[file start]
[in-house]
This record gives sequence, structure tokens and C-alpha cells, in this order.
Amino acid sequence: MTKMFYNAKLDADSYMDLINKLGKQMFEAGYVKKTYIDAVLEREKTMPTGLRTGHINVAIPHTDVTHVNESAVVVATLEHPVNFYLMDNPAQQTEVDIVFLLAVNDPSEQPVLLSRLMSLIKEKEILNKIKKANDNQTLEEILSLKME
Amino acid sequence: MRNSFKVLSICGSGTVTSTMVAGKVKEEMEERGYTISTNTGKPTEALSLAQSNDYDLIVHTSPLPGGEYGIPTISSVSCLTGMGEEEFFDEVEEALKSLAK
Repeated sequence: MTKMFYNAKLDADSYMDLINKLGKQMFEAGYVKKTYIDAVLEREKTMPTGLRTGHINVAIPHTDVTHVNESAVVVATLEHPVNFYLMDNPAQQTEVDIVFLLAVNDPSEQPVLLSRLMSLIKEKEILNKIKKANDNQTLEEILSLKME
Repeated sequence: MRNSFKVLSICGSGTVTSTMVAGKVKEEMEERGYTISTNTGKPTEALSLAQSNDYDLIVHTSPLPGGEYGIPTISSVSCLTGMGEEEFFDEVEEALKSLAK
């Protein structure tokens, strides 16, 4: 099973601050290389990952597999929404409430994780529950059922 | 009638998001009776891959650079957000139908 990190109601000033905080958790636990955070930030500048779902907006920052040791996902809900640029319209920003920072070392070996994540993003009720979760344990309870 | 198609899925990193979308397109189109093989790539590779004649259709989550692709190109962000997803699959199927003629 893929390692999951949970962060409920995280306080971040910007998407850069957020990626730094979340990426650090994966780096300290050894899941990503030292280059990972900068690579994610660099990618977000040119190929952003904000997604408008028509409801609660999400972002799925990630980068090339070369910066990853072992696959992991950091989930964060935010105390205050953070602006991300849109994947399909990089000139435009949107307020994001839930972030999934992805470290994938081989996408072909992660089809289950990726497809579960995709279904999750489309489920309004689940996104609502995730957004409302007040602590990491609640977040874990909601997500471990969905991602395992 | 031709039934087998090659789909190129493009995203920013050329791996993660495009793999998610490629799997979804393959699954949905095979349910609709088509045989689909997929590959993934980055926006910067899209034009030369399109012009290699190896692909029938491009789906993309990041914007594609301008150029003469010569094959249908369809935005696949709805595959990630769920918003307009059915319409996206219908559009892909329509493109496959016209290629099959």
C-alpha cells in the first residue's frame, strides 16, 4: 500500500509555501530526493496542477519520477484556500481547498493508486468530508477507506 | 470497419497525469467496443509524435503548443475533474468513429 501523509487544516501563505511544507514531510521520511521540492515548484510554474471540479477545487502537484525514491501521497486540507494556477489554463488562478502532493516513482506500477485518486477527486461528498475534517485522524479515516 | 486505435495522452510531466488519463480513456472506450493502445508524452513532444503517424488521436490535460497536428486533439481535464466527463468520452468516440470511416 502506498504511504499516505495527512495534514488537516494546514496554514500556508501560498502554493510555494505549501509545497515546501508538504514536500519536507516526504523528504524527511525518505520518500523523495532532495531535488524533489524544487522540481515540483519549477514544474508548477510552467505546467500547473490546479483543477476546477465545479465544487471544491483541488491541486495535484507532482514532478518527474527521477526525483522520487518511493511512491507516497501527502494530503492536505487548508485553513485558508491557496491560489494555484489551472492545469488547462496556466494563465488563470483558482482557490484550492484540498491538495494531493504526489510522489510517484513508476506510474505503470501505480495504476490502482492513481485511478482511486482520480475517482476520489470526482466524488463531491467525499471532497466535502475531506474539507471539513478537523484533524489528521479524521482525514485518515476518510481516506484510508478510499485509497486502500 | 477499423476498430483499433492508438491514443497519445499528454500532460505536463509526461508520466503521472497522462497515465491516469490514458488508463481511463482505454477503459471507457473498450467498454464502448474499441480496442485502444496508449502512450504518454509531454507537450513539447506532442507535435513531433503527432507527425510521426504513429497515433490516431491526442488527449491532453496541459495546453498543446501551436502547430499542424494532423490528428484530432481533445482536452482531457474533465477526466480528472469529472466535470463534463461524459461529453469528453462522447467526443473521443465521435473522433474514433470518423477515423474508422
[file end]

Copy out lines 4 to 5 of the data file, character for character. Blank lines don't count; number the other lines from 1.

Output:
Amino acid sequence: MRNSFKVLSICGSGTVTSTMVAGKVKEEMEERGYTISTNTGKPTEALSLAQSNDYDLIVHTSPLPGGEYGIPTISSVSCLTGMGEEEFFDEVEEALKSLAK
Repeated sequence: MTKMFYNAKLDADSYMDLINKLGKQMFEAGYVKKTYIDAVLEREKTMPTGLRTGHINVAIPHTDVTHVNESAVVVATLEHPVNFYLMDNPAQQTEVDIVFLLAVNDPSEQPVLLSRLMSLIKEKEILNKIKKANDNQTLEEILSLKME